The commissioner went on to tout his department’s relatively new salt brine-delivery system for treatment of snow- and ice-covered roadways. He said it is helping save the county thousands each year in road rock salt-application costs.
“We had a lot of success last winter and we are looking to repeat that,” Kern said, adding, in general, that his staff is “finding efficiencies” in many different areas to stretch taxpayer dollars.
Amy Listle, the new director of Jefferson County Fair Park, began her annual address to supervisors by discussing the mission statement of the fairgrounds. She said the facility, which is recognized for its quality nationwide, is “a county-owned facility for all citizens where young and old can gather to display their talents, accomplishments and celebrate their cultures, thereby promoting education, entertainment and economic growth in Jefferson County.”
Annual Fair Park events include antique and collectibles auctions, dog shows, flea markets, the gem and mineral show, gun shows, horse shows, the county fair, Madison Classics Car Show and Swap Meets twice a year, rabbit shows and the Wisconsin Sheep and Wool Festival. Listle said the Fair Park hosts more than 200 events per year, with more than 220,000 people visiting the park annually.
In addition, there is considerable interdepartmental use of the facility for meetings, classes and other events, she said, and many local charities raise money by hosting events at the park.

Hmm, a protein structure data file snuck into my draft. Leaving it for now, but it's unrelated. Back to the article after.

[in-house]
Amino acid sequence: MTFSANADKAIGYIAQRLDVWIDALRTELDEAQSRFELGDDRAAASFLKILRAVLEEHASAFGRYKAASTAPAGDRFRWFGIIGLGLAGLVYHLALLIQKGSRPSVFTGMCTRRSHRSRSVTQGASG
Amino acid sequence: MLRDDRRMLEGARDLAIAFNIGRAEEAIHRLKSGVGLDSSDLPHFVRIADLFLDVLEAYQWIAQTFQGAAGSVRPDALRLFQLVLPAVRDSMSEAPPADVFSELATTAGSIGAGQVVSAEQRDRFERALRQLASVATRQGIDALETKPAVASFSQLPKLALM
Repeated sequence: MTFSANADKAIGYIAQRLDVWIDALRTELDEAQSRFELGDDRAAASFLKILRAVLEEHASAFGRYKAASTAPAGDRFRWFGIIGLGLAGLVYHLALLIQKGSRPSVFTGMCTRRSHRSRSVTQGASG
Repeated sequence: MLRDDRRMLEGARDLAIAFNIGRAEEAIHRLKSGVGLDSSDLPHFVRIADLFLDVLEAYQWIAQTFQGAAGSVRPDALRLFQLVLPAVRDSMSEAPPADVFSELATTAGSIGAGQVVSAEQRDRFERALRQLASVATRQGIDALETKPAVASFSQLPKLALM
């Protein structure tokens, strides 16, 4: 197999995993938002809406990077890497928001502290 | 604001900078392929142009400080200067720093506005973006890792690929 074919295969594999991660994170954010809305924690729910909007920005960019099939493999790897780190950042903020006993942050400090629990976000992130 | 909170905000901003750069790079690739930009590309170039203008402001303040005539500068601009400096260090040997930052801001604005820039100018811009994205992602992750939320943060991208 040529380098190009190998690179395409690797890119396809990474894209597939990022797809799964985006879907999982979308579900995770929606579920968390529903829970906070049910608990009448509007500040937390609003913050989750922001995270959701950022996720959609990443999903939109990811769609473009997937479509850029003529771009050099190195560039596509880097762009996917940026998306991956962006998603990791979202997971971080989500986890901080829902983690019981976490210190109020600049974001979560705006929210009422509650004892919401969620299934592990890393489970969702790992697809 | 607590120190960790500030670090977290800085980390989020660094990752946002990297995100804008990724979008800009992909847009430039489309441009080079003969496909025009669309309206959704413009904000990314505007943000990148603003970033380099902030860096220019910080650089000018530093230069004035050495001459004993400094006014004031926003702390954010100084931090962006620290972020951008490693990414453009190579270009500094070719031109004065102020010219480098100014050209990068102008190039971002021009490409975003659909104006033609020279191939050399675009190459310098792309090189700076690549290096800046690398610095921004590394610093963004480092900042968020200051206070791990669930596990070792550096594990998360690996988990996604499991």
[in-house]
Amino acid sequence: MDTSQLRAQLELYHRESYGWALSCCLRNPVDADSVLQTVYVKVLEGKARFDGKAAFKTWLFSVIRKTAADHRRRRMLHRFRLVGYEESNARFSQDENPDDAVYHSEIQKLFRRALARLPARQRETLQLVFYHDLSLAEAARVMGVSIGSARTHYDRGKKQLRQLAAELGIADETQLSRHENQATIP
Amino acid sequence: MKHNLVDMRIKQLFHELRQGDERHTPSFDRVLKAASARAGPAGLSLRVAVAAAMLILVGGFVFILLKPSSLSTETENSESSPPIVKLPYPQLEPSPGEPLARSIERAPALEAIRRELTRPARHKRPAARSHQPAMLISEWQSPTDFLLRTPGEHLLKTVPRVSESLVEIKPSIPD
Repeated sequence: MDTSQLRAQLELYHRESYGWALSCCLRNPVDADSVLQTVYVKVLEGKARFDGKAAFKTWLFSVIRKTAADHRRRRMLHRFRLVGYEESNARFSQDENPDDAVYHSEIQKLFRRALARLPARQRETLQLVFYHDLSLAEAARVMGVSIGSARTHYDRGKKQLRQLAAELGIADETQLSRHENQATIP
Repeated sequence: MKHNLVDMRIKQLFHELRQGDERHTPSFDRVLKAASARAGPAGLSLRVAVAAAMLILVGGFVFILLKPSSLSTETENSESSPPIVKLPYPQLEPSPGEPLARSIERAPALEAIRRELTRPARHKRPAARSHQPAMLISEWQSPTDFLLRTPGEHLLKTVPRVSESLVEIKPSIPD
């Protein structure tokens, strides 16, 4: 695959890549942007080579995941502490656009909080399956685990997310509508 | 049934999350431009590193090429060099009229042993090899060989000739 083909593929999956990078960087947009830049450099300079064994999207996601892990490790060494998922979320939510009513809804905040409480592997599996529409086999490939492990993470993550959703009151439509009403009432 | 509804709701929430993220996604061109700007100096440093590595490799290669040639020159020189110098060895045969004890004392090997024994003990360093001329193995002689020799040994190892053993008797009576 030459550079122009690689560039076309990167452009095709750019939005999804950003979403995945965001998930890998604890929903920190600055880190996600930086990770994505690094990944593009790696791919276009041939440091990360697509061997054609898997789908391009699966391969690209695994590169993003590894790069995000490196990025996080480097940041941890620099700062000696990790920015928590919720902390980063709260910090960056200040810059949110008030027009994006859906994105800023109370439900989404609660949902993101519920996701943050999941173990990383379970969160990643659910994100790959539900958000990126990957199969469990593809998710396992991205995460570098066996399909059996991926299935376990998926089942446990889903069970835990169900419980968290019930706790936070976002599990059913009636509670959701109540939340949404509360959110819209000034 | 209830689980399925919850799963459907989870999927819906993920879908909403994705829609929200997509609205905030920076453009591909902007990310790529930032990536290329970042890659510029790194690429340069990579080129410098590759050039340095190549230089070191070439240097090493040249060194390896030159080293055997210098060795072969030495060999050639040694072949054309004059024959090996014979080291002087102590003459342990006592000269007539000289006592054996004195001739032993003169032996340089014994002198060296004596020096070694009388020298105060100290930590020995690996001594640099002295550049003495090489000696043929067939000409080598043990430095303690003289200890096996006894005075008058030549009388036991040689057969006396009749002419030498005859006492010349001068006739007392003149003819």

Listle discussed recent facility updates that in 2018 included expanded Wi-Fi connectivity to all gates and the grandstand area to accommodate electronic ticketing, replacement of a portion of blacktop in the Activity Center parking lot and sealcoating the remaining area, four new aluminum bleachers and the demolition of the west swine barn.
In 2019, the new west swine barn was built and the fairgrounds added recycled blacktop to roadways.
Total attendance at the fair in 2019 was 38,831, which was down a bit from 2018, when 40,185 people attended, she said.
According to Listle, goals of the fair include the increase of community relationships to attract more sponsorships, marketing of the fair outside the county to gain tourism, development of new revenue streams and creation of a strategic plan. Updates of the master plan and feasibility study are ongoing.
Among its resolutions Tuesday, the county board approved one that will allow for the creation of a Condemnation Commission to address eminent domain matters. According to state statute, each county must have such a commission that consists of six members who reside in the county.
This resolution was forwarded to the full county board after review by the executive and finance committees. The lone dissenter in the vote Tuesday was Greg David of Watertown.
Supervisors also approved a low bid of $225,400 from Kone Inc. for the modernization and improvement of the courthouse elevator.
A resolution recognizing Walter Grain Farms of Grellton for its hosting of the 2019 Farm Technology Days was read by Supervisor Lloyd Zastrow and unanimously approved by the board, as was an in-memoriam resolution for former county Supervisor Carlton Zentner, who represented District No. 26 in the City of Fort Atkinson and who recently passed away.